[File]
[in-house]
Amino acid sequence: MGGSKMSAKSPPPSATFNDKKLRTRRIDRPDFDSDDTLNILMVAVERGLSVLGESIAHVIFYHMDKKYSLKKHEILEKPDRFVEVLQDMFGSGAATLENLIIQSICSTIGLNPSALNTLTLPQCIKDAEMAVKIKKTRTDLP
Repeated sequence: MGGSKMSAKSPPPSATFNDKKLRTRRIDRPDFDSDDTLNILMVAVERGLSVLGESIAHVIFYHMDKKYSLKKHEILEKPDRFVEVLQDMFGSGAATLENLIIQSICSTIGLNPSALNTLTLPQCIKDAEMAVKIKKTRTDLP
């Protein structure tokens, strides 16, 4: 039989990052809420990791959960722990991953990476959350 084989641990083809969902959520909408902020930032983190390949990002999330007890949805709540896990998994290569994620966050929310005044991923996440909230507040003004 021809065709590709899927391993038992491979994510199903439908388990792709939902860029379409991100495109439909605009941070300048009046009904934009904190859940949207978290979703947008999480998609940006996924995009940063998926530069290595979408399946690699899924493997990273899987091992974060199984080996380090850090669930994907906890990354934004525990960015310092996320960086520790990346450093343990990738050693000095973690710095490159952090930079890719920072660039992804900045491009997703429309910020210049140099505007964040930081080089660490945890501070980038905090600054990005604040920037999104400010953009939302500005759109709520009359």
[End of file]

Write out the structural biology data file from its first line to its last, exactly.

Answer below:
[in-house]
Amino acid sequence: MGGSKMSAKSPPPSATFNDKKLRTRRIDRPDFDSDDTLNILMVAVERGLSVLGESIAHVIFYHMDKKYSLKKHEILEKPDRFVEVLQDMFGSGAATLENLIIQSICSTIGLNPSALNTLTLPQCIKDAEMAVKIKKTRTDLP
Repeated sequence: MGGSKMSAKSPPPSATFNDKKLRTRRIDRPDFDSDDTLNILMVAVERGLSVLGESIAHVIFYHMDKKYSLKKHEILEKPDRFVEVLQDMFGSGAATLENLIIQSICSTIGLNPSALNTLTLPQCIKDAEMAVKIKKTRTDLP
């Protein structure tokens, strides 16, 4: 039989990052809420990791959960722990991953990476959350 084989641990083809969902959520909408902020930032983190390949990002999330007890949805709540896990998994290569994620966050929310005044991923996440909230507040003004 021809065709590709899927391993038992491979994510199903439908388990792709939902860029379409991100495109439909605009941070300048009046009904934009904190859940949207978290979703947008999480998609940006996924995009940063998926530069290595979408399946690699899924493997990273899987091992974060199984080996380090850090669930994907906890990354934004525990960015310092996320960086520790990346450093343990990738050693000095973690710095490159952090930079890719920072660039992804900045491009997703429309910020210049140099505007964040930081080089660490945890501070980038905090600054990005604040920037999104400010953009939302500005759109709520009359």